The role of comprehensive schools in supporting the well-being of Northern-Finnish young people as perceived by the young people, parents and carers

Suvi Lakkala, Lauri Lantela, Education in the North

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    Abstract

    In Finland, services aimed at supporting the well-being of young people and their families are fragmented. This research explores the expectations of young people and parents and carers concerning the well-being of young people and their perceptions of the school’s role in supporting young people. The research was conducted in the form of a survey addressed to ninth-graders (N=440) and parents and carers (N=289) in Finnish Lapland in 2018. Both quantitative and qualitative analyses were performed on the data. The results show that most students from families with unsupportive family atmosphere and parenting did not wish to seek help. Still, among the whole study population, most of the young people experienced school as a natural place to receive extensive support for well-being. Both students and parents and carers wanted school to be a low-threshold place with various professionals who see, hear and support the students as needed. However, the challenge is to develop services that help struggling families. It would be necessary to invest in the development of collaborative, multi-agent school cultures that nurture students’ initiative and engagement. We call this approach sustainable well-being which means working continuously to build trust and support for young people every day.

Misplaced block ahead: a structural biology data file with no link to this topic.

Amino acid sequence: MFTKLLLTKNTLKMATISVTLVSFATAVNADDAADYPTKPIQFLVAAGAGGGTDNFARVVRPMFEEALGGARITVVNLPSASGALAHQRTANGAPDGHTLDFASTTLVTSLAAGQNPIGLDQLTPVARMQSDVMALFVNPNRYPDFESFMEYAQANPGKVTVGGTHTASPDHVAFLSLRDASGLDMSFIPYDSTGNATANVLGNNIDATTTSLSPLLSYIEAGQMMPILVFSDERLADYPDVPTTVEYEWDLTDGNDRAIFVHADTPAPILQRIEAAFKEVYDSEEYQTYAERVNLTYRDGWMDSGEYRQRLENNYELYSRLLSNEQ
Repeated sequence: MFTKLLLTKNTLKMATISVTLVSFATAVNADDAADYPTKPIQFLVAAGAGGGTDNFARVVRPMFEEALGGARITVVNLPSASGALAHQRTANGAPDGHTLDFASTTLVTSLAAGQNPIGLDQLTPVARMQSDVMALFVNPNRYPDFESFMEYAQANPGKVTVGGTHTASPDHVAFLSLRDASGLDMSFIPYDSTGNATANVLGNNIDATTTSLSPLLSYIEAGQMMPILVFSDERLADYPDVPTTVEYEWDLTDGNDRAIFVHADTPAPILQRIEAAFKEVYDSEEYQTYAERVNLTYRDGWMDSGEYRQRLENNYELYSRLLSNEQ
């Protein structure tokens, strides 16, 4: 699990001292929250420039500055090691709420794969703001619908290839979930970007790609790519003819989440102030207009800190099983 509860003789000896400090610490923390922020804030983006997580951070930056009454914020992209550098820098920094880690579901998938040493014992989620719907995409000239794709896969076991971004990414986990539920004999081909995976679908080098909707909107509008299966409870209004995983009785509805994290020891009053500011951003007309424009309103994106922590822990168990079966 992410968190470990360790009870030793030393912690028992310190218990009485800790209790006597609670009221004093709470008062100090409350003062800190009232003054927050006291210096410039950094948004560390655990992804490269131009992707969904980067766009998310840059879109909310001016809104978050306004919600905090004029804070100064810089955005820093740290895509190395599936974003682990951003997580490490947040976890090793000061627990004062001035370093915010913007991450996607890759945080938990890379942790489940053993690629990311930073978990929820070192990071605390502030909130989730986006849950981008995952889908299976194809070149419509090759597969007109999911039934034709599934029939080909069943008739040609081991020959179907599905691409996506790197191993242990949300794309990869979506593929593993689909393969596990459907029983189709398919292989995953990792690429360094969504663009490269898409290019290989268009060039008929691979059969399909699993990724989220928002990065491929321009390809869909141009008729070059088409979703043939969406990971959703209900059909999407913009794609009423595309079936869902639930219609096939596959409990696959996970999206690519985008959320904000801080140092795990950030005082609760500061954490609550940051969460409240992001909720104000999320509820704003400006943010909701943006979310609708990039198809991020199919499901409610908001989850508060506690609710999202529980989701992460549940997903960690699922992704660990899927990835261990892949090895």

Original languageEnglish
    Pages (from-to)125-140
    Number of pages16
    JournalEducation in the North
    Volume27
    Issue number1
    DOIs
    Publication statusPublished - 7 May 2020

    Keywords

    • sustainable well-being
    • young people
    • parents and carers
    • comprehensive school

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